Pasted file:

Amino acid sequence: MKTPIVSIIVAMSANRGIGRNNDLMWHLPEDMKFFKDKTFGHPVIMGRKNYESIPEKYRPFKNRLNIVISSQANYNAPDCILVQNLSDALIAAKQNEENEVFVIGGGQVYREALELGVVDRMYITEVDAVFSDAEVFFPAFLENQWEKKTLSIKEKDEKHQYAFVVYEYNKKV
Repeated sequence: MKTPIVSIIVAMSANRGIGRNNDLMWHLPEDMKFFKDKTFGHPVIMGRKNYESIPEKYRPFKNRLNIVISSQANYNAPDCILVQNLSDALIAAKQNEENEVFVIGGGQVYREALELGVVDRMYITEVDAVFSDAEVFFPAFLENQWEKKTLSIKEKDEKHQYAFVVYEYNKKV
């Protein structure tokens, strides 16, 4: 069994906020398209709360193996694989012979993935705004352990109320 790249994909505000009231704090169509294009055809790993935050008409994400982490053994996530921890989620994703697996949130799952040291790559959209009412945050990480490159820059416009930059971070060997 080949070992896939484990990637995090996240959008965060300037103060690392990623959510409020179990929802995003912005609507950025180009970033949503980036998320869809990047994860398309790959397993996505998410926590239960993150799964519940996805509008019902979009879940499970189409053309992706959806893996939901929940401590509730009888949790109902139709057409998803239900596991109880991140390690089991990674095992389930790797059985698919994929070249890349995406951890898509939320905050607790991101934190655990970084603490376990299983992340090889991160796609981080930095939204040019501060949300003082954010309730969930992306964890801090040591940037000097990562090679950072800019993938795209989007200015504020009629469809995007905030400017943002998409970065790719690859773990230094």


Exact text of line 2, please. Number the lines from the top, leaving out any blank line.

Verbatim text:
Repeated sequence: MKTPIVSIIVAMSANRGIGRNNDLMWHLPEDMKFFKDKTFGHPVIMGRKNYESIPEKYRPFKNRLNIVISSQANYNAPDCILVQNLSDALIAAKQNEENEVFVIGGGQVYREALELGVVDRMYITEVDAVFSDAEVFFPAFLENQWEKKTLSIKEKDEKHQYAFVVYEYNKKV